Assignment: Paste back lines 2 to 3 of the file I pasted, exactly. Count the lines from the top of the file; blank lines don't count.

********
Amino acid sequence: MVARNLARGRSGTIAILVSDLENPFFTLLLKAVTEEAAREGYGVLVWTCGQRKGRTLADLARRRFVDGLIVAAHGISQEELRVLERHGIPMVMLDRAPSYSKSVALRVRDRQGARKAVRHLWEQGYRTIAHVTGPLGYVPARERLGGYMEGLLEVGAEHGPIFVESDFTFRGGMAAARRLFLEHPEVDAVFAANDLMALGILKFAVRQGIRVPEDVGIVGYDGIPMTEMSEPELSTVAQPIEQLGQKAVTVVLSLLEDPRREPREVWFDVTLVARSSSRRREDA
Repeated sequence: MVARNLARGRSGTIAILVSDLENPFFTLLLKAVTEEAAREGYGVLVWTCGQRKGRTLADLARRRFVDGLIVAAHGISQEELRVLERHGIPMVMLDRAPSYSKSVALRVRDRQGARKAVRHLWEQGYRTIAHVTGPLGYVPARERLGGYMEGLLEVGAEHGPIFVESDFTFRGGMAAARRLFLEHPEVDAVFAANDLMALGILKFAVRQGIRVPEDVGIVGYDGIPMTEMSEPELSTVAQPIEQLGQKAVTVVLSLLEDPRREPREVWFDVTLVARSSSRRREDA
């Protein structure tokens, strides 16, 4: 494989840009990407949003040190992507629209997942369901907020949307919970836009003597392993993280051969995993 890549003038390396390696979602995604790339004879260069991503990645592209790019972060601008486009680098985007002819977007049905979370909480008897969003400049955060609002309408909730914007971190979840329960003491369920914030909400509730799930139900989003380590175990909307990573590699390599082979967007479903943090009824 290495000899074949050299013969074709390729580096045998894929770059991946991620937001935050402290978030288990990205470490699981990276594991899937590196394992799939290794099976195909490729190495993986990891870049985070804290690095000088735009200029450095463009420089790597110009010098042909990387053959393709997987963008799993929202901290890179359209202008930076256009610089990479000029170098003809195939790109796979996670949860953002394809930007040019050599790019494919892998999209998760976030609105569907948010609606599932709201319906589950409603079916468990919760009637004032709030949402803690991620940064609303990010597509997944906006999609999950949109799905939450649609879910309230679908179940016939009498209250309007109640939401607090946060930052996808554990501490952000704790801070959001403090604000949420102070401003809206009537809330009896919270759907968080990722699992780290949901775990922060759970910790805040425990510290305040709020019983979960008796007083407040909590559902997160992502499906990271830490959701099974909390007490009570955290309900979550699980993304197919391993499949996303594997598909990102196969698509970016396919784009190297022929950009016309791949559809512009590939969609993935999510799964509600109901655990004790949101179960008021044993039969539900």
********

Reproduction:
Repeated sequence: MVARNLARGRSGTIAILVSDLENPFFTLLLKAVTEEAAREGYGVLVWTCGQRKGRTLADLARRRFVDGLIVAAHGISQEELRVLERHGIPMVMLDRAPSYSKSVALRVRDRQGARKAVRHLWEQGYRTIAHVTGPLGYVPARERLGGYMEGLLEVGAEHGPIFVESDFTFRGGMAAARRLFLEHPEVDAVFAANDLMALGILKFAVRQGIRVPEDVGIVGYDGIPMTEMSEPELSTVAQPIEQLGQKAVTVVLSLLEDPRREPREVWFDVTLVARSSSRRREDA
């Protein structure tokens, strides 16, 4: 494989840009990407949003040190992507629209997942369901907020949307919970836009003597392993993280051969995993 890549003038390396390696979602995604790339004879260069991503990645592209790019972060601008486009680098985007002819977007049905979370909480008897969003400049955060609002309408909730914007971190979840329960003491369920914030909400509730799930139900989003380590175990909307990573590699390599082979967007479903943090009824 290495000899074949050299013969074709390729580096045998894929770059991946991620937001935050402290978030288990990205470490699981990276594991899937590196394992799939290794099976195909490729190495993986990891870049985070804290690095000088735009200029450095463009420089790597110009010098042909990387053959393709997987963008799993929202901290890179359209202008930076256009610089990479000029170098003809195939790109796979996670949860953002394809930007040019050599790019494919892998999209998760976030609105569907948010609606599932709201319906589950409603079916468990919760009637004032709030949402803690991620940064609303990010597509997944906006999609999950949109799905939450649609879910309230679908179940016939009498209250309007109640939401607090946060930052996808554990501490952000704790801070959001403090604000949420102070401003809206009537809330009896919270759907968080990722699992780290949901775990922060759970910790805040425990510290305040709020019983979960008796007083407040909590559902997160992502499906990271830490959701099974909390007490009570955290309900979550699980993304197919391993499949996303594997598909990102196969698509970016396919784009190297022929950009016309791949559809512009590939969609993935999510799964509600109901655990004790949101179960008021044993039969539900």